Much has been made of the facilities at non-league side Sutton United in the build-up to Monday night’s historic FA Cup tie against Arsenal. The chocolate-coloured away dressing room and lack of showers will indeed be a huge culture shock for Arsene Wenger’s men just days after the Gunners were shot to pieces by Bayern Munich at the luxurious Allianz Arena.
The Vanarama National League outfit will use the revenue gained from their stunning cup run to improve the facilities at Gander Green Lane - but not before Wenger’s side have visited.
"We thought about putting new shower heads in ... for about two seconds," said Sutton boss Paul Doswell ahead of the cup clash.
“And then thought, no. We haven't done it for any of the other teams that are coming down. It's only because we haven't been able to afford it. It's not us trying to be big and clever.
"One of the players said to me the other day, 'When I played against you it was always hot in the dressing room'. I said that's because we can't turn the (radiator) off -- the valve's gone.”
Those who feel that Arsenal’s foreign players will find it tough to cope with their surroundings are likely to be left disappointed.
Brazilian defender Gabriel Paulista grew up playing football in a favela in a dangerous neighbourhood in the south of Sao Paulo, while Alexis Sanchez played in his bare feet on the rocky streets of Tocopilla, Chile. Egyptian star Mohamed Elneny is another player who can be added to that list.
“As a kid, I often played for 10 hours on the street,” Elneny told the Guardian in an exclusive interview. "I think that’s when I learned to run and run without a break.”
Even the much maligned Mesut Ozil, a player who won’t be involved at Gander Green Lane, learnt his trade in Gelsenkirchen by playing in an ‘Affenkäfig’ the monkey cage - a gravel pitch surrounded by fences that ensured play was continuous.
Almost every Arsenal player who will line-up on Monday is likely to have experienced facilities considerably worse than those at Sutton. If a professional footballer can’t cope with cramped conditions and lukewarm water then it’s fair to say they are probably in the wrong sport.
The only thing that can stop Arsenal from progressing to the quarter-finals for the fourth time in five years would be complacency, a facet which has admittedly been seen in the recent defeat to Watford at Emirates Stadium.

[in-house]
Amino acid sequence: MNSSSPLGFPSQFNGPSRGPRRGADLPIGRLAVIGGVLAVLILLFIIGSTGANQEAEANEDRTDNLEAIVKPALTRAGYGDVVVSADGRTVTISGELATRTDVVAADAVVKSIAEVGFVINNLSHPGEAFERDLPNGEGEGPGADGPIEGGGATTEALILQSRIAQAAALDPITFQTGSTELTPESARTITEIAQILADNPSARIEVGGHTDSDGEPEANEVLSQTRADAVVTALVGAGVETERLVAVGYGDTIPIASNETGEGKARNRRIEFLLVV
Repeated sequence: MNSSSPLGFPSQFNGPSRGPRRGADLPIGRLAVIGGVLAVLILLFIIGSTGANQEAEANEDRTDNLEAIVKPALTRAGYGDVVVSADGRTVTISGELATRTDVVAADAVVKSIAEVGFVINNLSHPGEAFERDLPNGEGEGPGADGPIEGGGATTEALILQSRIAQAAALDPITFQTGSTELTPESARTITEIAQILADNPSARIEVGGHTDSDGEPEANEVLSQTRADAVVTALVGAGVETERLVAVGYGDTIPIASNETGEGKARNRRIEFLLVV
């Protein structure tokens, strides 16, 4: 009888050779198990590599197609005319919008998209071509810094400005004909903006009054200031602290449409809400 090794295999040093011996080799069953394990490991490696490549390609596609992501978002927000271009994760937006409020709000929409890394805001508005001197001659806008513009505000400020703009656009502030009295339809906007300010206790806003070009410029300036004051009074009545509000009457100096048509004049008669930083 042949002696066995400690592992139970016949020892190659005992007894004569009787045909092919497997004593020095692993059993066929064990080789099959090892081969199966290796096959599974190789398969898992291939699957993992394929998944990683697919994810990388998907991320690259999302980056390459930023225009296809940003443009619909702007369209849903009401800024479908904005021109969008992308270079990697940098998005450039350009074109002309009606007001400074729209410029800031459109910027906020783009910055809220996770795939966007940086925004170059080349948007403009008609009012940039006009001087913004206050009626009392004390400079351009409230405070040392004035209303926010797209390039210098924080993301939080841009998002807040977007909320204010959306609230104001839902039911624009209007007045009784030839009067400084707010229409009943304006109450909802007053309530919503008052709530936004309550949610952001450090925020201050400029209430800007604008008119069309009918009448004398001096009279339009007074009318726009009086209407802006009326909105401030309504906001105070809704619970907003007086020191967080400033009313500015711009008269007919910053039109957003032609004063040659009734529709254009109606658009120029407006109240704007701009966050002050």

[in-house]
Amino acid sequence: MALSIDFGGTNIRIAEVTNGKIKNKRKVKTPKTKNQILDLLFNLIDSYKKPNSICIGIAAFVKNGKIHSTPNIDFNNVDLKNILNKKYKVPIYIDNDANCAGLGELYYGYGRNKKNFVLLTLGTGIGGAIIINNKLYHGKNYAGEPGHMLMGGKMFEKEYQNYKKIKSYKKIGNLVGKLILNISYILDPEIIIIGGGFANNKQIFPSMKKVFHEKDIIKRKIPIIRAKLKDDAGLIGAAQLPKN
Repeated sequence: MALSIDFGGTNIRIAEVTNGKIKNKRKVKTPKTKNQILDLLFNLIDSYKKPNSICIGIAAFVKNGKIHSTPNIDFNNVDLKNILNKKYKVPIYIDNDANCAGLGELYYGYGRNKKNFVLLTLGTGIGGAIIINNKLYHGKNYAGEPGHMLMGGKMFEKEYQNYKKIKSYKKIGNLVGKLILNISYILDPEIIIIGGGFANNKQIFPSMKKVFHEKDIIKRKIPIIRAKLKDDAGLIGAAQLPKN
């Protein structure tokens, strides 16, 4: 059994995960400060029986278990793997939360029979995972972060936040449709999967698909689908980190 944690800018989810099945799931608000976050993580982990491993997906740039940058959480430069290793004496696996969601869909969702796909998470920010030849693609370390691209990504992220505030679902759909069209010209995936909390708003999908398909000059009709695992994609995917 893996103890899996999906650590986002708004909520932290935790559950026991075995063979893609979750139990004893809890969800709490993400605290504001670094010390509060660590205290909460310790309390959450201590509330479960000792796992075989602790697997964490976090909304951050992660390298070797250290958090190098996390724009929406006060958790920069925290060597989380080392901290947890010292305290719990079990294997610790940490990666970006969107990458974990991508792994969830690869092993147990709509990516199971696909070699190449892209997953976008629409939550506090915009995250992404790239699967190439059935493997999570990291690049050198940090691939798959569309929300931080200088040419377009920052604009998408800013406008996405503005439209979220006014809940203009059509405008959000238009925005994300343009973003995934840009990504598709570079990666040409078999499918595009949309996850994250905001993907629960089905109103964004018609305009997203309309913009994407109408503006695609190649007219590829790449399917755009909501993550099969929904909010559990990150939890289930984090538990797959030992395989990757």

A mix of youngsters, fringe players and senior stars are likely to take to the field on Monday and it’s a compliment to Sutton that Wenger is taking his opposition so seriously. While it may be the only realistic silverware Arsenal have a chance of winning this season, there is no doubt that the Frenchman will be cautious of how well Doswell’s side performed against Championship team Leeds just a fortnight ago.
Wenger remains concerned about the unique 3G pitch at Gander Green Lane for a number of reasons. He feels that injuries are more likely to occur due to the added pressure on the joints of his players added to the fact that the ball moves around at a different speed to a normal pitch.
“We will practise inside because it is an artificial pitch,” said Wenger.
“It is not the same because it is a dry pitch and Sutton I have heard have a wet pitch which they water before the game and is quicker.
“The weight on the joints is different and you cannot slide to block every time so it makes football a bit different. The ball comes to you suddenly and accelerates and does not slow down like in a normal game, so we have to get used to the different speed.”
Sutton’s FieldTurf Vertex pitch was paid for by Doswell himself and is currently used by the local community and many youth teams in the area. Reserve shot stopper Wayne Shaw, who has become a viral sensation due to his unorthodox physicality, told Goal that he thinks ‘it will be a leveller - for five minutes at least!’
Whatever the result on Monday night you can be sure that Sutton will benefit from the game for years to come as Arsenal's multi-million pound stars get taken out of their comfort zones for the first time in years.